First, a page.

Byrne RW, Hobaiter C, Klailova M (2011) Local traditions in gorilla manual skill: evidence for observational learning of behavioral organization. Anim Cogn 14:683–693. https://doi.org/10.1007/s10071-011-0403-8
Byrne RW, Cartmill E, Genty E, Graham KE, Hobaiter C, Tanner J (2017) Great ape gestures: intentional communication with a rich set of innate signals. Anim Cogn 20:755–769. https://doi.org/10.1007/s10071-017-1096-4
Call J, Tomasello M (2007) The gestural repertoire of chimpanzees (Pan troglodytes). In: Call J, Tomasello M (eds) The gestural communication of apes and monkeys. Taylor & Francis Group/Lawrence Erlbaum Associates, New York, pp 17–39
Canteloup C, Bovet D, Meunier H (2015) Intentional gestural communication and discrimination of human attentional states in rhesus macaques (Macaca mulatta). Anim Cogn 18:875–883. https://doi.org/10.1007/s10071-015-0856-2
Cartmill EA, Byrne RW (2007) Orangutans modify their gestural signaling according to their audience’s comprehension. Curr Biol 17:1345–1348. https://doi.org/10.1016/j.cub.2007.06.069
Chotard H, Bard KA, Micheletta J, Davila-Ross M (2023) Testing for personality consistency across naturally occurring behavioral contexts in sanctuary chimpanzees (Pan troglodytes). Am J Primatol 85:e23451. https://doi.org/10.1002/ajp.23451
Cohen J (1960) A coefficient of agreement for nominal scales. Educ Psychol Meas 20:37–46. https://doi.org/10.1177/001316446002000104
Crockford C, Roman MR, Zuberbühler K (2012) Wild chimpanzees inform ignorant group members of danger. Curr Biol 22:142–146. https://doi.org/10.1016/j.cub.2011.11.053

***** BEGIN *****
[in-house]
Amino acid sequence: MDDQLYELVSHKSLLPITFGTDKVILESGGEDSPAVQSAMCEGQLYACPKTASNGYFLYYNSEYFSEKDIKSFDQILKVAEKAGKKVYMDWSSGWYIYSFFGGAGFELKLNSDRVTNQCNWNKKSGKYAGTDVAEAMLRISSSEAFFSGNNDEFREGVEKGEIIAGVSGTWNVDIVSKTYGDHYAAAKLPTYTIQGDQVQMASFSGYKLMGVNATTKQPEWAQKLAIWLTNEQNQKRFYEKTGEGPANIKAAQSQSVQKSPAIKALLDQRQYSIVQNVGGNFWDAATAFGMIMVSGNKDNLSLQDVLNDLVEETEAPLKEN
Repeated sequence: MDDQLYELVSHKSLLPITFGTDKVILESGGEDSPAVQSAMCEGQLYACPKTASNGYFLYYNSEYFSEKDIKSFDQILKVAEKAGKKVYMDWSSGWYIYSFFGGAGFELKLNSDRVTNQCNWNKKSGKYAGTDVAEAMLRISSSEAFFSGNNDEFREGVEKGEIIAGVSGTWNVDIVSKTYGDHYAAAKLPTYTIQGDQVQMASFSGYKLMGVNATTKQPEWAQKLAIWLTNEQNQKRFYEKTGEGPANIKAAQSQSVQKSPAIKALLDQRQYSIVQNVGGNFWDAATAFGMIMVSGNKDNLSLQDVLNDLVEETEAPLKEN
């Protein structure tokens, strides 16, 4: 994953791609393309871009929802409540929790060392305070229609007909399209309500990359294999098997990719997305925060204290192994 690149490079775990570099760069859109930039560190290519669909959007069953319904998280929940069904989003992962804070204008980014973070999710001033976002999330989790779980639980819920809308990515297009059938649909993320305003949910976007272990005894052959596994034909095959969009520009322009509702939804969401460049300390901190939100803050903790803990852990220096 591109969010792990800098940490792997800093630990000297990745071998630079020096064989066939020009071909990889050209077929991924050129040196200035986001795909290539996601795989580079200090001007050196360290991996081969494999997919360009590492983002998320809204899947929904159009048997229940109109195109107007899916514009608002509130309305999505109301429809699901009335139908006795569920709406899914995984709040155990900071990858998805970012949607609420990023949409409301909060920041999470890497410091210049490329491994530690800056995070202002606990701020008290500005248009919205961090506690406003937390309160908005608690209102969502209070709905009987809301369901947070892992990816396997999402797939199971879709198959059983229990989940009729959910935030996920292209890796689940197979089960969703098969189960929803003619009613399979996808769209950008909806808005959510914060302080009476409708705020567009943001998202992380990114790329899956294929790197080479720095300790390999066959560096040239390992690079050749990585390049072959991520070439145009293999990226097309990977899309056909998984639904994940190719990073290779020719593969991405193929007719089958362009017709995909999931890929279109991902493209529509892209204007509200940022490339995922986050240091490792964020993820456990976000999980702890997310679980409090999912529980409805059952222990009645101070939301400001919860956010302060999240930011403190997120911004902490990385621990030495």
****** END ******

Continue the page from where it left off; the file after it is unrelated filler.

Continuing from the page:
Cronin KA, van Leeuwen EJC, Vreeman V, Haun DBM (2014) Population-level variability in the social climates of four chimpanzee societies. Evol Hum Behav 35:389–396. https://doi.org/10.1016/j.evolhumbehav.2014.05.004
Dafreville M, Hobaiter C, Guidetti M, Sillam-Dussès D, Bourjade M (2021) Sensitivity to the communicative partner’s attentional state: A developmental study on mother–infant dyads in wild chimpanzees (Pan troglodytes schweinfurthii). Am J Primatol 83:e23339. https://doi.org/10.1002/ajp.23339
Davila-Ross M, Dezecache G (2021) The complexity and phylogenetic continuity of laughter and smiles in hominids. Front Psychol. https://doi.org/10.3389/fpsyg.2021.648497
Davila-Ross M, Owren MJ, Zimmermann E (2009) Reconstructing the evolution of laughter in great apes and humans. Curr Biol 19:1106–1111. https://doi.org/10.1016/j.cub.2009.05.028
Davila-Ross M, Allcock B, Thomas C, Bard KA (2011) Aping expressions? Chimpanzees produce distinct laugh types when responding to laughter of others. Emotion 11:1013–1020. https://doi.org/10.1037/a0022594
Defolie C, Malassis R, Serre M, Meunier H (2015) Tufted capuchins (Cebus apella) adapt their communicative behaviour to human’s attentional states. Anim Cogn 18:747–755. https://doi.org/10.1007/s10071-015-0841-9
Feix T, Bullock IM, Dollar AM (2014) Analysis of human grasping behavior: object characteristics and grasp type. IEEE Trans Haptics 7:311–323. https://doi.org/10.1109/TOH.2014.2326871
Fischer J (2020) Nonhuman primate alarm calls then and now. Anim Behav Cogn 7:108–116. https://doi.org/10.26451/abc.07.02.05.2020
Fitzgerald M, Willems EP, Gaspard Soumah A, Matsuzawa T, Koops K (2022) To drum or not to drum: Selectivity in tree buttress drumming by chimpanzees (Pan troglodytes verus) in the Nimba Mountains, Guinea. Am J Primatol. https://doi.org/10.1002/ajp.23382
Fleiss JL, Levin B, Cho PM (2003) Statistical methods for rates and proportions. Wiley, New York. https://doi.org/10.1002/0471445428
Freeberg TM, Dunbar RIM, Ord TJ (2012) Social complexity as a proximate and ultimate factor in communicative complexity. Phil Trans R Soc Lond B Biol Sci 367:1785–1801. https://doi.org/10.1098/rstb.2011.0213